Britain’s FTSE at 6-month low on fears over Europe
LONDON, May 18 — Britain’s top share index fell to its lowest level since late November today, as growing fears over the Greek and Spanish economies hit markets and heavyweight financial and commodities stocks.
The blue-chip FTSE 100 index was down by 42.44 points, or 0.8 per cent, to 5,295.94 points by 1025 GMT. Yesterday the index closed below 5,400 points for the first time this year, and was set to record its third consecutive week of losses.
Traders and investors cited persistent worries over debt crises in Greece and Spain and consequent pressure on other euro debtors as the principal driver behind the fall in the FTSE and other equities markets.
“Markets do look oversold but there’s still a lot of uncertainty out there. There is a realisation that it’s taking longer to sort out the global crisis than initially thought,” said Bastion Capital’s head of equities Adrian Slack.
Commodities group Vedanta was the worst-performing FTSE 100 stock, dropping by around 4 per cent while rival Xstrata fell 2 per cent, due to worries that a weakening global economy will sap demand for their base metal products.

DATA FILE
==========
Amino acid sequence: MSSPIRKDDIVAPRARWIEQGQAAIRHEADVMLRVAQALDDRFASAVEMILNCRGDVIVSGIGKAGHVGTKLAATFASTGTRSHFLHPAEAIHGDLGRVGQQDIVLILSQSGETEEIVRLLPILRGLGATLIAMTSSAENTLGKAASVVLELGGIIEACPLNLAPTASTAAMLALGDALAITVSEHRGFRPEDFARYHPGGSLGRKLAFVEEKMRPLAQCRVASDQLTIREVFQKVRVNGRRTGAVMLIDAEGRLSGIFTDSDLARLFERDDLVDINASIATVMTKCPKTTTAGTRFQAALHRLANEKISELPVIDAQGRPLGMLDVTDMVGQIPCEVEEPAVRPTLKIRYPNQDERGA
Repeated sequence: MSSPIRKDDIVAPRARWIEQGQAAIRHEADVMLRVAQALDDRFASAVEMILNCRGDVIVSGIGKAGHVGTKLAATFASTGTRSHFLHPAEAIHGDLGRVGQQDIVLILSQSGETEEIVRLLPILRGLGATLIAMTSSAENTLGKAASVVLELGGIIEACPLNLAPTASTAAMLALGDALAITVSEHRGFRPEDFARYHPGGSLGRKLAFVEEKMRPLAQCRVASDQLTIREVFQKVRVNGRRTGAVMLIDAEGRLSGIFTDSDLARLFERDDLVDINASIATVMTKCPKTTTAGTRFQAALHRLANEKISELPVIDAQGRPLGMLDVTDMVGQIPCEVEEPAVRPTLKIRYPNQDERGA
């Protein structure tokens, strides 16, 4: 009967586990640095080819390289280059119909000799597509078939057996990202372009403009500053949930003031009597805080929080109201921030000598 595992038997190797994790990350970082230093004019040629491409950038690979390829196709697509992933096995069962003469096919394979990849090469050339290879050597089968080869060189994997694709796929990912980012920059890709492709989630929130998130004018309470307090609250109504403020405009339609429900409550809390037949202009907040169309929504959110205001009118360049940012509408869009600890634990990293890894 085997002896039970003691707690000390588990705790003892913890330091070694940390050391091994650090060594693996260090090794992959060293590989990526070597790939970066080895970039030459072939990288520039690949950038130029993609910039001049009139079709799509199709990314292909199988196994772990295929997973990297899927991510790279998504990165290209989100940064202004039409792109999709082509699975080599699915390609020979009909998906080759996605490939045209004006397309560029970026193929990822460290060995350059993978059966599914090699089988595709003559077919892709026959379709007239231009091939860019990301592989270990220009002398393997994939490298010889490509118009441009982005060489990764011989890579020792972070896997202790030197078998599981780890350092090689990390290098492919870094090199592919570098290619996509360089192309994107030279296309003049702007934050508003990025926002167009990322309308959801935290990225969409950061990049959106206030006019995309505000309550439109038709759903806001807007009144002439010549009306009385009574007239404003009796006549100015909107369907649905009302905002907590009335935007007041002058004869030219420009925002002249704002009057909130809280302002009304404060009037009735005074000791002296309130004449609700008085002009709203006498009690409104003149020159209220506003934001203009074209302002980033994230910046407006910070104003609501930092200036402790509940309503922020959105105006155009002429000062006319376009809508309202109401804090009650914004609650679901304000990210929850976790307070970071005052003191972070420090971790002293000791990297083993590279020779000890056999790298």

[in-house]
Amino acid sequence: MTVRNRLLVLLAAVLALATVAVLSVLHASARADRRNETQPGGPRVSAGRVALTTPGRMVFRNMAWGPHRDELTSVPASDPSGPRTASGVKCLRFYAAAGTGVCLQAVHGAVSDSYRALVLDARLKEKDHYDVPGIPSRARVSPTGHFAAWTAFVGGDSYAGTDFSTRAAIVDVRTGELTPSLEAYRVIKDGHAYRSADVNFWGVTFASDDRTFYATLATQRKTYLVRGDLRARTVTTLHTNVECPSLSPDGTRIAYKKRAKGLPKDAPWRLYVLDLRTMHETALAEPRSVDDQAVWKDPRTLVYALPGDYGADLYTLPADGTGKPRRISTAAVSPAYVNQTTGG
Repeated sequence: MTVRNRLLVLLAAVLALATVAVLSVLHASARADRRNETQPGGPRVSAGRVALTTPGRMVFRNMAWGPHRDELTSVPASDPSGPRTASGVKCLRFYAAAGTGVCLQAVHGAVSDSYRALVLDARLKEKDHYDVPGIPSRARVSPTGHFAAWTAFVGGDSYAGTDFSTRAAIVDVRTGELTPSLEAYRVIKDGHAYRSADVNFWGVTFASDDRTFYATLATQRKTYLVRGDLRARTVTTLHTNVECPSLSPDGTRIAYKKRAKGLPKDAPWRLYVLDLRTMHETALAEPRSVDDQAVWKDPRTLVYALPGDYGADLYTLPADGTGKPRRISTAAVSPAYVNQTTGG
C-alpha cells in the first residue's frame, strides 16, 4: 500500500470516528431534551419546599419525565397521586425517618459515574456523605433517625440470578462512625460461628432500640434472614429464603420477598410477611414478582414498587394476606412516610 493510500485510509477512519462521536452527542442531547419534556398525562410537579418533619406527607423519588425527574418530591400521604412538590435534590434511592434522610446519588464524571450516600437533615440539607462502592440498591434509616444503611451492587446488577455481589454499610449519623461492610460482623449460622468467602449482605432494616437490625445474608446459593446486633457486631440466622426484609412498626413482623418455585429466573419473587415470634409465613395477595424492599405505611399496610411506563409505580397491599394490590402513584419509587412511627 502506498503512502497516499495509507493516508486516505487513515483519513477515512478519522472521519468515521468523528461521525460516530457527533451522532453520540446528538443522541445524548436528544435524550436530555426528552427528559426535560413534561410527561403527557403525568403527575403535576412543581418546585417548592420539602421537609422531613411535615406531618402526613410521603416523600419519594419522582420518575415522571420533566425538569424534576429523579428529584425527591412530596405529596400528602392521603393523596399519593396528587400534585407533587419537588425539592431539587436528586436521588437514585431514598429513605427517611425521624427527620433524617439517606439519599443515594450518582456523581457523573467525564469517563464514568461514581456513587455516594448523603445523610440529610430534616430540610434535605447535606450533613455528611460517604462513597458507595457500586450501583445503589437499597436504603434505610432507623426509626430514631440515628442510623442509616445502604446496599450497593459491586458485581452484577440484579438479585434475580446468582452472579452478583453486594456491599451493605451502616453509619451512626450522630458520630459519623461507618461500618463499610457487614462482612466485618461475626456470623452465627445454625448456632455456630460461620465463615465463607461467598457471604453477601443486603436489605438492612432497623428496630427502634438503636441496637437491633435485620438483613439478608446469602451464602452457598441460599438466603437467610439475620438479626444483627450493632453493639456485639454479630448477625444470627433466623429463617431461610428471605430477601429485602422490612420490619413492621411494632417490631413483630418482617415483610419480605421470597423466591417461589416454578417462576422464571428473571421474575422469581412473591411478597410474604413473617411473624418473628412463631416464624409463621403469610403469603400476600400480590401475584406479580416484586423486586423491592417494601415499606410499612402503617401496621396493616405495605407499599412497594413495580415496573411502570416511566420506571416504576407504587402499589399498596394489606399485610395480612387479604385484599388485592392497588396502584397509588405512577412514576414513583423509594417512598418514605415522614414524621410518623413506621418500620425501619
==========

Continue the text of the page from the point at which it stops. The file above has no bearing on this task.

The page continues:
Britain’s part-nationalised banks Royal Bank of Scotland and Lloyds were also on the loser board, due to concerns over their exposure to euro debt.
The FTSE 350 banking index was down 1.6 per cent, having slumped by around 30 per cent over the last three months.
Fresnillo rises above the fray
German finance minister Wolfgang Schaeuble added to a sense of gloom by saying that market turmoil over the euro zone crisis could last another 12 to 24 months.
Speculation has also increased that Greece, which holds fresh elections next month after voters rejected austerity measures imposed on it by the EU and IMF, will have to abandon the euro zone currency bloc.
EU trade commissioner Karel De Gucht said the European Commission and European Central Bank were working on emergency scenarios in case Greece has to quit.
Gold mining specialist Fresnillo rose around 2 per cent, with traders attributing its gains to an increase in the price of gold, often seen as a safe-haven asset in uncertain times. Fresnillo is more of a gold-mining specialist than other commodities groups such as Vedanta or Xstrata.
However, traders said the FTSE 100 remained vulnerable to further sell-offs.
“Although the FTSE is now oversold, it can still trade lower,” said Charles Stanley analyst Bill McNamara. — Reuters